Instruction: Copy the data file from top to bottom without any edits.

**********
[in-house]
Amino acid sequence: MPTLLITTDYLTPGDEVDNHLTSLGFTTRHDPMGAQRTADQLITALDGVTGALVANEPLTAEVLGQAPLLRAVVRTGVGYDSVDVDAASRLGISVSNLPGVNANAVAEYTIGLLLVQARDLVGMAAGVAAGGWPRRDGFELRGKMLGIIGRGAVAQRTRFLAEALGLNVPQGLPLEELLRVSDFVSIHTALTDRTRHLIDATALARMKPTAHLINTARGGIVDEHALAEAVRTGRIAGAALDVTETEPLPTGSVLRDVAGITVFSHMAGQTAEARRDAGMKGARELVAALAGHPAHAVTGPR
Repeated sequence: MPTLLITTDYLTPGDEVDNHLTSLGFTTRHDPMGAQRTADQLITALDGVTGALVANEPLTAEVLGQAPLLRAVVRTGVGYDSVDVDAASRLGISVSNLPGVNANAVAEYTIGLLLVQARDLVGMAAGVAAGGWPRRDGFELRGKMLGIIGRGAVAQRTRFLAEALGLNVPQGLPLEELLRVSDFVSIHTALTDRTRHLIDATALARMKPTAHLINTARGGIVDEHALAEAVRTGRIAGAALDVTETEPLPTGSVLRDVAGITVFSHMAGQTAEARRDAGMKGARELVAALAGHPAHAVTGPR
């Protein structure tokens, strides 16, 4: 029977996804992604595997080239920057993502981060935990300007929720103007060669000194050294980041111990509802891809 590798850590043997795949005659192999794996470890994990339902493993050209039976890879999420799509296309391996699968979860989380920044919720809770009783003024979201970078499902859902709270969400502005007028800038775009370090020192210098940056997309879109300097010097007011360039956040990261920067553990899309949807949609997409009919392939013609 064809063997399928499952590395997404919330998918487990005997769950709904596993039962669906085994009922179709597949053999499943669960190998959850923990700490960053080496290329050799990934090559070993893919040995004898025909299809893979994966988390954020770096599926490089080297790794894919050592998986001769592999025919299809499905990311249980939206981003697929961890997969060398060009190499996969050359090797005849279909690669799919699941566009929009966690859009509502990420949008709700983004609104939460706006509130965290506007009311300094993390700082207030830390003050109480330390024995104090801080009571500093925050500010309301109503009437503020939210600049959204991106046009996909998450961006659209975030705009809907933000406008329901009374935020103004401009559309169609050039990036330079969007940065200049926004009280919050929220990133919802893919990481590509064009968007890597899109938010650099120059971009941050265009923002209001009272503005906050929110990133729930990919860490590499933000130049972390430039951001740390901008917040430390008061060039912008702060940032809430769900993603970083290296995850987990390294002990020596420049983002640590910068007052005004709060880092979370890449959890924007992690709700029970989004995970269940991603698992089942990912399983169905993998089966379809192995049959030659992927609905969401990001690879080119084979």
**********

[in-house]
Amino acid sequence: MPTLLITTDYLTPGDEVDNHLTSLGFTTRHDPMGAQRTADQLITALDGVTGALVANEPLTAEVLGQAPLLRAVVRTGVGYDSVDVDAASRLGISVSNLPGVNANAVAEYTIGLLLVQARDLVGMAAGVAAGGWPRRDGFELRGKMLGIIGRGAVAQRTRFLAEALGLNVPQGLPLEELLRVSDFVSIHTALTDRTRHLIDATALARMKPTAHLINTARGGIVDEHALAEAVRTGRIAGAALDVTETEPLPTGSVLRDVAGITVFSHMAGQTAEARRDAGMKGARELVAALAGHPAHAVTGPR
Repeated sequence: MPTLLITTDYLTPGDEVDNHLTSLGFTTRHDPMGAQRTADQLITALDGVTGALVANEPLTAEVLGQAPLLRAVVRTGVGYDSVDVDAASRLGISVSNLPGVNANAVAEYTIGLLLVQARDLVGMAAGVAAGGWPRRDGFELRGKMLGIIGRGAVAQRTRFLAEALGLNVPQGLPLEELLRVSDFVSIHTALTDRTRHLIDATALARMKPTAHLINTARGGIVDEHALAEAVRTGRIAGAALDVTETEPLPTGSVLRDVAGITVFSHMAGQTAEARRDAGMKGARELVAALAGHPAHAVTGPR
């Protein structure tokens, strides 16, 4: 029977996804992604595997080239920057993502981060935990300007929720103007060669000194050294980041111990509802891809 590798850590043997795949005659192999794996470890994990339902493993050209039976890879999420799509296309391996699968979860989380920044919720809770009783003024979201970078499902859902709270969400502005007028800038775009370090020192210098940056997309879109300097010097007011360039956040990261920067553990899309949807949609997409009919392939013609 064809063997399928499952590395997404919330998918487990005997769950709904596993039962669906085994009922179709597949053999499943669960190998959850923990700490960053080496290329050799990934090559070993893919040995004898025909299809893979994966988390954020770096599926490089080297790794894919050592998986001769592999025919299809499905990311249980939206981003697929961890997969060398060009190499996969050359090797005849279909690669799919699941566009929009966690859009509502990420949008709700983004609104939460706006509130965290506007009311300094993390700082207030830390003050109480330390024995104090801080009571500093925050500010309301109503009437503020939210600049959204991106046009996909998450961006659209975030705009809907933000406008329901009374935020103004401009559309169609050039990036330079969007940065200049926004009280919050929220990133919802893919990481590509064009968007890597899109938010650099120059971009941050265009923002209001009272503005906050929110990133729930990919860490590499933000130049972390430039951001740390901008917040430390008061060039912008702060940032809430769900993603970083290296995850987990390294002990020596420049983002640590910068007052005004709060880092979370890449959890924007992690709700029970989004995970269940991603698992089942990912399983169905993998089966379809192995049959030659992927609905969401990001690879080119084979």